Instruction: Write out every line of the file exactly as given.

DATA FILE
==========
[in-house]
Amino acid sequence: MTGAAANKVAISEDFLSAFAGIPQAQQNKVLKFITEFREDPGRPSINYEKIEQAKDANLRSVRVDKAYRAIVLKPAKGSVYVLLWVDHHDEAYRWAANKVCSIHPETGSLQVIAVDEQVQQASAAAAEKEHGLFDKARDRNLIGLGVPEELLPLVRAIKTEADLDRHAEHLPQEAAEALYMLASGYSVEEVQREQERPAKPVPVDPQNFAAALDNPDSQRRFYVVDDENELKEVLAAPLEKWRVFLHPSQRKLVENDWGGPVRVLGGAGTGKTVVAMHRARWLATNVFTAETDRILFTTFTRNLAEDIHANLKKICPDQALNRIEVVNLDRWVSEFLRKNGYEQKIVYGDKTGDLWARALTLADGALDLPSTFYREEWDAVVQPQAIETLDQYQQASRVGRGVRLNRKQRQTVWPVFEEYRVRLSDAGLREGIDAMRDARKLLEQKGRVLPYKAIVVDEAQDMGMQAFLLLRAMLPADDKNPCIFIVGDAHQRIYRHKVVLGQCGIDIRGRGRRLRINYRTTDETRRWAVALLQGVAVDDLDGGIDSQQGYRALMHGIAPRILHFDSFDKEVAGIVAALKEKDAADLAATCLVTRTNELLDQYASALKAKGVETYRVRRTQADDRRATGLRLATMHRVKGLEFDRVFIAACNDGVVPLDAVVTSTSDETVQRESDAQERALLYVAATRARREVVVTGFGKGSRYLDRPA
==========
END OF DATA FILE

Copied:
[in-house]
Amino acid sequence: MTGAAANKVAISEDFLSAFAGIPQAQQNKVLKFITEFREDPGRPSINYEKIEQAKDANLRSVRVDKAYRAIVLKPAKGSVYVLLWVDHHDEAYRWAANKVCSIHPETGSLQVIAVDEQVQQASAAAAEKEHGLFDKARDRNLIGLGVPEELLPLVRAIKTEADLDRHAEHLPQEAAEALYMLASGYSVEEVQREQERPAKPVPVDPQNFAAALDNPDSQRRFYVVDDENELKEVLAAPLEKWRVFLHPSQRKLVENDWGGPVRVLGGAGTGKTVVAMHRARWLATNVFTAETDRILFTTFTRNLAEDIHANLKKICPDQALNRIEVVNLDRWVSEFLRKNGYEQKIVYGDKTGDLWARALTLADGALDLPSTFYREEWDAVVQPQAIETLDQYQQASRVGRGVRLNRKQRQTVWPVFEEYRVRLSDAGLREGIDAMRDARKLLEQKGRVLPYKAIVVDEAQDMGMQAFLLLRAMLPADDKNPCIFIVGDAHQRIYRHKVVLGQCGIDIRGRGRRLRINYRTTDETRRWAVALLQGVAVDDLDGGIDSQQGYRALMHGIAPRILHFDSFDKEVAGIVAALKEKDAADLAATCLVTRTNELLDQYASALKAKGVETYRVRRTQADDRRATGLRLATMHRVKGLEFDRVFIAACNDGVVPLDAVVTSTSDETVQRESDAQERALLYVAATRARREVVVTGFGKGSRYLDRPA